A Portobello Epiphany

 

Matsutake Mushrooms
Courtesy Cascade Mycological Society

 

If it’s true that in the spring a young man’s fancy turns to love, then here in the Pacific Northwest it surely must follow that in the fall a cook’s fancy turns to mushrooms.  Yes, once again, it is fall mushroom hunting season and thanks to a rainy September foragers are gleefully gearing up for a sumptuous bumper crop of boletes, chanterelles, matsutake, and even fabulous truffles. 

With such heady anticipation I’m feeling like an athlete in preparation for her next main event.  No question, I’m in mushroom training, and I need to get my practice in before unnecessarily risking it on those coveted delicacies. 

 

Portobellos
High mushroom alert kicked in while at my local market when I found myself immobilized with gaze locked, in front of the Portobello display.  They always have a great supply of fresh mushrooms, so this was nothing new.  In a shopper nanosecond I  experienced an epiphany; I visualized these beauties oddly transformed into chewy, pepper-dusted ribbons of mushroom jerky. 
Now that’s bizarre, because I certainly like beef and venison jerky, but I’d never contemplated mushroom jerky.  My course was instantly clear: I picked out the most perfect Portobellos and placed them in my cart.  I was ready for a  serious mushroom challenge.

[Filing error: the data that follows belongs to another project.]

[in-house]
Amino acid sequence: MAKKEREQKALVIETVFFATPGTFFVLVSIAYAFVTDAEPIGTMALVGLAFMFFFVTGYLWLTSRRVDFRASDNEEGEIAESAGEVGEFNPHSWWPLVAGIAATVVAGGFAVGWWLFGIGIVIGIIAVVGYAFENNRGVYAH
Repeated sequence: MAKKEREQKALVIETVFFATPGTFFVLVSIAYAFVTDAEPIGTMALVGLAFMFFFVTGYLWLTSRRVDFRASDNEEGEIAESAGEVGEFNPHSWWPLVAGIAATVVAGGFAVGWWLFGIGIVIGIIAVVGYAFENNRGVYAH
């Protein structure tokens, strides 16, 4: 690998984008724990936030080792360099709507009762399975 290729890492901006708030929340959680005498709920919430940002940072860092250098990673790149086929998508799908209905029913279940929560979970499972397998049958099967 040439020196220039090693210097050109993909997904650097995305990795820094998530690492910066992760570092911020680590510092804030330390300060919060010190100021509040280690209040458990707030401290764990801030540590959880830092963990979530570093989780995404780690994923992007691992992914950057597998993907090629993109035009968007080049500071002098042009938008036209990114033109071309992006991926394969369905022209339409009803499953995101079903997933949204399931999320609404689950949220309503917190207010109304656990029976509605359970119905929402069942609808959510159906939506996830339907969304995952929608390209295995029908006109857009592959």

Of major concern: issues of dirt, foreign matter, and potential critters dangerously lurking within the gills, a possible health risk in the dried product.  After a thorough cleaning with a soft brush and paper towels,  I marinated the thin slices in a flavorful soy based solution with enough salt to act as a preservative for approximately four hours.  The mushrooms were then fully cooked on the stovetop until devoid of pan liquids and the pieces were slightly caramelized.  
The size and meatiness of the Portobellos proved to be an asset in creating manageable and  appealing jerky. I set the slices on trays and stacked them in a food dehydrator for about 3-1/2 hours, until chewy and dry, but not brittle.
Final results:  a rich, elegant snack and a first-rate garnish for rainy  day soup.

Portobello Mushroom Jerky

Ingredients
  • 2 Portobello mushrooms
Marinade
  • 3 Tbsp. soy sauce
  • 3 Tbsp. Worcestershire sauce
  • ½ tsp. agave syrup or honey
  • ½ tsp. sriracha sauce (or ½ tsp. Tabasco sauce plus one clove crushed garlic)
  • ¼ tsp. onion powder
  • 1 tsp. salt
  • ½ tsp. freshly ground pepper plus additional for sprinkling on top
  • ½ tsp. liquid smoke
Directions
  1. Wipe the mushrooms well and slice them into thin strips; carefully layer in a zip lock bag.
  2. Combine the marinade ingredients and pour it over the mushrooms. Allow them to marinate 3 to 4 hours, turning occasionally to moisten and coat all strips.
  3. Drain the mushrooms and place them in flat in a non-stick sauté pan over medium heat.  Gently cook over medium to low heat until cooked thoroughly, 20-30 minutes. Brush half way through with more marinade.
  4. Arrange mushroom slices on dehydrator trays and sprinkle them with more freshly ground pepper or red pepper flakes. Allow to dry for 3 to 4 hours, turning occasionally to dry. 
  5. Remove when the mushrooms are dry, chewy and still pliable, but not brittle.   Store airtight. 
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